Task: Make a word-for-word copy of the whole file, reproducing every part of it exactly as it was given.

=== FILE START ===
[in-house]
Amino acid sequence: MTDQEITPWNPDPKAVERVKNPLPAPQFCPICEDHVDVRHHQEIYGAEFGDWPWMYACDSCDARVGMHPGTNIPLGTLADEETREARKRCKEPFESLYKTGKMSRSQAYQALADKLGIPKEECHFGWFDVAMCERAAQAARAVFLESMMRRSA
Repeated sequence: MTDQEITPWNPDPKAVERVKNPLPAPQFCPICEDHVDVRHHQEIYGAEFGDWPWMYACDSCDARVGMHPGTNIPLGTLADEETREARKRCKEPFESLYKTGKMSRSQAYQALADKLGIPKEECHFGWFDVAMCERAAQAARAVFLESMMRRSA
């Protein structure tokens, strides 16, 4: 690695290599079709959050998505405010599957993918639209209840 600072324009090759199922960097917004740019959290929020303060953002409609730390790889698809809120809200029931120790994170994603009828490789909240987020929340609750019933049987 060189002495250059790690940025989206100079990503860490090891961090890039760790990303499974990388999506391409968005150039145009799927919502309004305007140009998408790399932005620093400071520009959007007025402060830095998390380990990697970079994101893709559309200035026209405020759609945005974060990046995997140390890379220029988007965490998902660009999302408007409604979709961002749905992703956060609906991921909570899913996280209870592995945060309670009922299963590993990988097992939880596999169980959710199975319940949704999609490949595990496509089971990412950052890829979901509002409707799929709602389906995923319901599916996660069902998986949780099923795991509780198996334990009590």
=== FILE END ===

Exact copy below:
[in-house]
Amino acid sequence: MTDQEITPWNPDPKAVERVKNPLPAPQFCPICEDHVDVRHHQEIYGAEFGDWPWMYACDSCDARVGMHPGTNIPLGTLADEETREARKRCKEPFESLYKTGKMSRSQAYQALADKLGIPKEECHFGWFDVAMCERAAQAARAVFLESMMRRSA
Repeated sequence: MTDQEITPWNPDPKAVERVKNPLPAPQFCPICEDHVDVRHHQEIYGAEFGDWPWMYACDSCDARVGMHPGTNIPLGTLADEETREARKRCKEPFESLYKTGKMSRSQAYQALADKLGIPKEECHFGWFDVAMCERAAQAARAVFLESMMRRSA
């Protein structure tokens, strides 16, 4: 690695290599079709959050998505405010599957993918639209209840 600072324009090759199922960097917004740019959290929020303060953002409609730390790889698809809120809200029931120790994170994603009828490789909240987020929340609750019933049987 060189002495250059790690940025989206100079990503860490090891961090890039760790990303499974990388999506391409968005150039145009799927919502309004305007140009998408790399932005620093400071520009959007007025402060830095998390380990990697970079994101893709559309200035026209405020759609945005974060990046995997140390890379220029988007965490998902660009999302408007409604979709961002749905992703956060609906991921909570899913996280209870592995945060309670009922299963590993990988097992939880596999169980959710199975319940949704999609490949595990496509089971990412950052890829979901509002409707799929709602389906995923319901599916996660069902998986949780099923795991509780198996334990009590």